Government plans to make energy customers shoulder Sizewell C costs comes under fire

PUBLISHED: 12:45 23 July 2019 | UPDATED: 12:45 23 July 2019

The nuclear island, where the first reactor will be based at Hinkley Point C, which is set to provide the blueprint for the Sizewell C build   Picture: EDF ENERGY

The nuclear island, where the first reactor will be based at Hinkley Point C, which is set to provide the blueprint for the Sizewell C build Picture: EDF ENERGY

EDF Energy

Government proposals which would leave electricity customers to foot up-front costs for firing up new nuclear power plants like Sizewell C has been blasted by campaigners.

The Department for Business, Energy and Industrial Strategy (BEIS) has launched a three-month public consultation on its plans to partly fund new generation nuclear through a Regulated Asset Base (RAB).

RABs involve regulators granting a licence to a company to charge a regulated price to users of the infrastructure.

The new funding model would mean all UK electricity customers would pay to help energy firm EDF to build Sizewell C - a move opposed by residents' campaign group Theberton and Eastbridge Action Group (TEAGs).

It's estimated that the measure would add around £6 a year to customer bills, including those on renewable energy contracts.

MORE - 'All renewables' approach not practical says Sizewell C boss, as CBI backs nuclear

In 2016, the model was applied successfully for the first time to the building of the £4.2bn Thames Tideway Tunnel sewerage project. The business department is also looking at applying it to other firm low carbon technologies, such as transport and storage infrastructure for carbon dioxide.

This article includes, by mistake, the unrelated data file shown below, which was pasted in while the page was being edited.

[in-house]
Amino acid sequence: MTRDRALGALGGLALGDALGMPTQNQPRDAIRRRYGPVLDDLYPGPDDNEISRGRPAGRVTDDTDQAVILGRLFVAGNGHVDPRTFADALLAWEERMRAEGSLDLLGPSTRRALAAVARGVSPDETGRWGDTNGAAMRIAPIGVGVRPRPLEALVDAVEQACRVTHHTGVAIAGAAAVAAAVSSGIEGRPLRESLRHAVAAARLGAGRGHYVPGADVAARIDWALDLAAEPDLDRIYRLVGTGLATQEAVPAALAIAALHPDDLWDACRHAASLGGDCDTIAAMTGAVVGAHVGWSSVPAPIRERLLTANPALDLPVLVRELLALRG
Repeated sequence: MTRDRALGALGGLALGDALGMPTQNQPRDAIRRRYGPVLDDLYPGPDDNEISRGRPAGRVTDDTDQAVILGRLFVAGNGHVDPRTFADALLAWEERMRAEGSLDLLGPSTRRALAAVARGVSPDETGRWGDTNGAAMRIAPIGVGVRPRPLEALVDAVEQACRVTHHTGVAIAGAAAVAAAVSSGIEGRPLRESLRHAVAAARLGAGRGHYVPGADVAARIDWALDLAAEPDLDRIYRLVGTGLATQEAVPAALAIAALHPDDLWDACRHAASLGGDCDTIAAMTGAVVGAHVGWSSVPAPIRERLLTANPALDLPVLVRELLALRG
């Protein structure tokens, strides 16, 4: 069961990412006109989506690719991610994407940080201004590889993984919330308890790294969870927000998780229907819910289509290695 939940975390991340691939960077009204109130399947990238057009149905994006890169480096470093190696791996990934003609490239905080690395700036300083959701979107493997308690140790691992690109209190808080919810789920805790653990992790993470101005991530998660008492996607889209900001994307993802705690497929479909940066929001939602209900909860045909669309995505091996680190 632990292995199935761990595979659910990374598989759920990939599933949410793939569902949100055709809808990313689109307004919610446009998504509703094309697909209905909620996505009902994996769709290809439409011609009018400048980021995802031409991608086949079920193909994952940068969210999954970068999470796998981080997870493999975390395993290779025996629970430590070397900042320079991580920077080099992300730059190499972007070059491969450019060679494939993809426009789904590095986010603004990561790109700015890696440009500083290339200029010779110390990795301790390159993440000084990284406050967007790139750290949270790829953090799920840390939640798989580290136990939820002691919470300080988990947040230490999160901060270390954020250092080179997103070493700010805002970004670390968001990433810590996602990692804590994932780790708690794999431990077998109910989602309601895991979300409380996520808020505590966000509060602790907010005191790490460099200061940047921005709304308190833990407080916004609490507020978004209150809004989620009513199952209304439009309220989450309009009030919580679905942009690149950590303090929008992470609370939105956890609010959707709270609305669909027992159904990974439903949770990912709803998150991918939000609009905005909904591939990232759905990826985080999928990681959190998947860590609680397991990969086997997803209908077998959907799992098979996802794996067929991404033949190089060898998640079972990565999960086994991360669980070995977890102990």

TEAGS co-chair Alison Downes said: "Having campaigned for many years to get EDF to change its construction plans for Sizewell C, the idea of paying for the privilege of major disruption and the threat of environmental damage to protected sites such as RSPB Minsmere really sticks in our throats.

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"Most of EDF's EPR (third generation pressurised water reactor) projects have over-run and over-spent, so there is a high risk of even more costs being passed on to householders and taxpayers. Our friends at the consumer movement SumOfUs have launched a campaign to send a message of opposition to BEIS and we urge people to sign."

Jim Crawford, Sizewell C project development director, said alongside a big expansion of renewables, reliable nuclear power was needed to help the UK to switch from polluting fossil fuels and reach net zero emissions.

"Nuclear's proven technology reduces the difficulties and cost of trying to decarbonise the electricity supply we all use and depend on," he said.

"Lower costs for financing nuclear will benefit consumers through their bills and today's consultation shows a way this can happen at Sizewell C in Suffolk.

"As a near replica of Hinkley Point C - Sizewell C will be cheaper to construct and finance. It will benefit from the experience of Hinkley Point C's engineers, contractors and suppliers and lessons from other nuclear projects, including operational EPR plants.

"It can also repeat the huge boost for industry, jobs and skills already happening due to Hinkley Point C's construction, which is on schedule."

The consultation closes on October 14.

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